MONIQUE BATSON — When it comes to COVID vaccines, plug into science instead of social media
I’m just going to jump right out and admit it.
But as one of my favorite characters in one of my favorite TV shows once said, “If you’re not scared, you’re not paying attention.”
On Wednesday, the Port Arthur Health Department announced 41 new COVID-19 cases in Mid and South counties. That same day, the Beaumont Health Department identified 130 new cases.
That’s 171 new COVID cases in Jefferson County in just one day. The total for Monday through Wednesday is 509.
“We are on track to surpass our peak from 2020,” Angie Hebert, vice president of communications for the Medical Center of Southeast Texas, told Port Arthur Newsmedia this week. “We will more than likely surpass that number in a four-week span than a four-month span like 2020.”
But what’s more alarming, particularly to parents such as myself, is that children are being affected more-so than last year. Looking at the daily totals from both health departments show a large amount — if not the majority — of daily cases are occurring in those ages 0 to 20.
There have been a lot of questions regarding the current spike, especially since vaccines are now available to people 12 and older at no cost and essentially no wait. Approximately 40 percent of people 12 and older in Jefferson County have been fully vaccinated, according to the Texas Department of Health and Human Services.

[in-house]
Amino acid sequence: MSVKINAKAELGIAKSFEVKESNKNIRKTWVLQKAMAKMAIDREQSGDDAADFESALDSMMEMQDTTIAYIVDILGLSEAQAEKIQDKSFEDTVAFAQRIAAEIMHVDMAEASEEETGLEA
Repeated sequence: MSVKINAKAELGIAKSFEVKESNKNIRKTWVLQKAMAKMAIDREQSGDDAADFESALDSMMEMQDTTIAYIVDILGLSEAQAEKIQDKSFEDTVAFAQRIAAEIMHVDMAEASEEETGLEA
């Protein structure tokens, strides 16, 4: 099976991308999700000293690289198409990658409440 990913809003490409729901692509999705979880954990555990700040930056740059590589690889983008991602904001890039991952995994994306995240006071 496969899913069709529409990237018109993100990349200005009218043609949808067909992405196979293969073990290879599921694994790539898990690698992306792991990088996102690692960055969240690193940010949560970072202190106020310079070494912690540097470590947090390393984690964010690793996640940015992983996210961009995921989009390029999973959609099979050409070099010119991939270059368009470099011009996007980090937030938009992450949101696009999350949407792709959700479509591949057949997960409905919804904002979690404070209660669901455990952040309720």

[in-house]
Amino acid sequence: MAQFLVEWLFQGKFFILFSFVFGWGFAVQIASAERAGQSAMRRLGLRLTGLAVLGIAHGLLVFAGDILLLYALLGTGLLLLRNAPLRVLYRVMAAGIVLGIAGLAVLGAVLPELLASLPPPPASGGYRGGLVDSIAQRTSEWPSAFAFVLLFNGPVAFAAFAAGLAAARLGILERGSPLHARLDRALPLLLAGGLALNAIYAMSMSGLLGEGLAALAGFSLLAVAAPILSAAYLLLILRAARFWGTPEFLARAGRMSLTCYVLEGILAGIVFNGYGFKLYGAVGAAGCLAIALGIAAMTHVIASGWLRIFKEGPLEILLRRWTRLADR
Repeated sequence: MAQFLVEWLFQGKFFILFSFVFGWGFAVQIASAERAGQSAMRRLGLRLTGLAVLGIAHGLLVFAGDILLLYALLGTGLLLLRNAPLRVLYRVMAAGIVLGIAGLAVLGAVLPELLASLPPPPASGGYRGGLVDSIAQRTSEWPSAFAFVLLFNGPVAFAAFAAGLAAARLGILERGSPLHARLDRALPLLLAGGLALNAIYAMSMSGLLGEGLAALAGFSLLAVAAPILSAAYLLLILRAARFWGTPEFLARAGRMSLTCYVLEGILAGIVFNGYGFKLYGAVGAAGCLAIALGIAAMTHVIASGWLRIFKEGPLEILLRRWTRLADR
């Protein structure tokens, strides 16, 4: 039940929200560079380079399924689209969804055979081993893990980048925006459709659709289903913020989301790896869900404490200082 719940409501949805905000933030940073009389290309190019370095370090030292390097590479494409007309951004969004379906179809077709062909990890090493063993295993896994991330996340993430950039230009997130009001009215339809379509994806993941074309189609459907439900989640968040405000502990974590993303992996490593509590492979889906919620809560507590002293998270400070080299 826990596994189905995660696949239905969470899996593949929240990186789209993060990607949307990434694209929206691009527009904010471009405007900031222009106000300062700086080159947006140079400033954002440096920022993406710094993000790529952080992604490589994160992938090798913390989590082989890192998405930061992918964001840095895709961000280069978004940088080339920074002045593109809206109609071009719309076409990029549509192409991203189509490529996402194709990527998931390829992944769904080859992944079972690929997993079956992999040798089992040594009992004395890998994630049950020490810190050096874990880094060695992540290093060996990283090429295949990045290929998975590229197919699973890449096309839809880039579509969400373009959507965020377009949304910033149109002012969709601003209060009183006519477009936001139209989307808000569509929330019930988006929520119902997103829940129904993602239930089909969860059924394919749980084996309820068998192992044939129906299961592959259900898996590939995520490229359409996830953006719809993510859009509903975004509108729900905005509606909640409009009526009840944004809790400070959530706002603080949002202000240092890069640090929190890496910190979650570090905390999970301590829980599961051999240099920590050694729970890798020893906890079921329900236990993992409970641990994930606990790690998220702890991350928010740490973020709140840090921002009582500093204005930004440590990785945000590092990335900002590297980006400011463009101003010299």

But 40 percent simply isn’t enough.
And I’m not speaking to you as a member of the media. I’m not speaking as someone with a hidden agenda. I’m not spreading political propaganda as a fear tactic.
I’m speaking as a 40-year-old mother who contracted the virus in January.
For two weeks, I could barely leave my bed. Just getting up to walk to the kitchen would take every ounce of energy I had and often required a break mid-way. I’d sit on the floor in the hallway or stop at a couch to rest. I was on seven medications, including two different breathing treatments. And still, seven months and a full round of vaccines later, I suffer from fatigue, brain fog, breathing problems and other lasting effects.
Vaccinated people are 82 percent less likely to contract the Delta variant, 92 percent less likely to be hospitalized and 99 percent less likely to die.
We don’t know how long the vaccines will continue to provide antibodies, or if those who are vaccinated are developing immunities against it. We don’t know what the long-lasting effects of the vaccine are. But we do know what the immediate risk of not having one is, and I don’t understand why people are willing to gamble their life on “what if” scenarios.
After being shut in our homes for a year, there was a glimmer of hope. But we will lose it quickly if people do not get vaccinated. Every public and healthcare official in the county has made that plea.
Unlike 2020, businesses can’t be forced to close due to executive orders issued by the governor. But already we’ve seen several restaurants, daycares and even government offices temporarily close because of an outbreak among employees.
Public schools can’t force children to wear masks, although parents can request their children do so. But who will enforce it? I can’t get my kids to pick up the socks on their floor. Do you think they’re going to voluntarily wear a mask when no one else is because Mom said please?
Now is the time to listen to science instead of your mother’s cousin on Facebook that clearly has a tin foil hat in her closet.
No one is trying to take away your rights.
But death will.
Monique Batson is the Port Arthur Newsmedia editor and can be reached at email@example.com.
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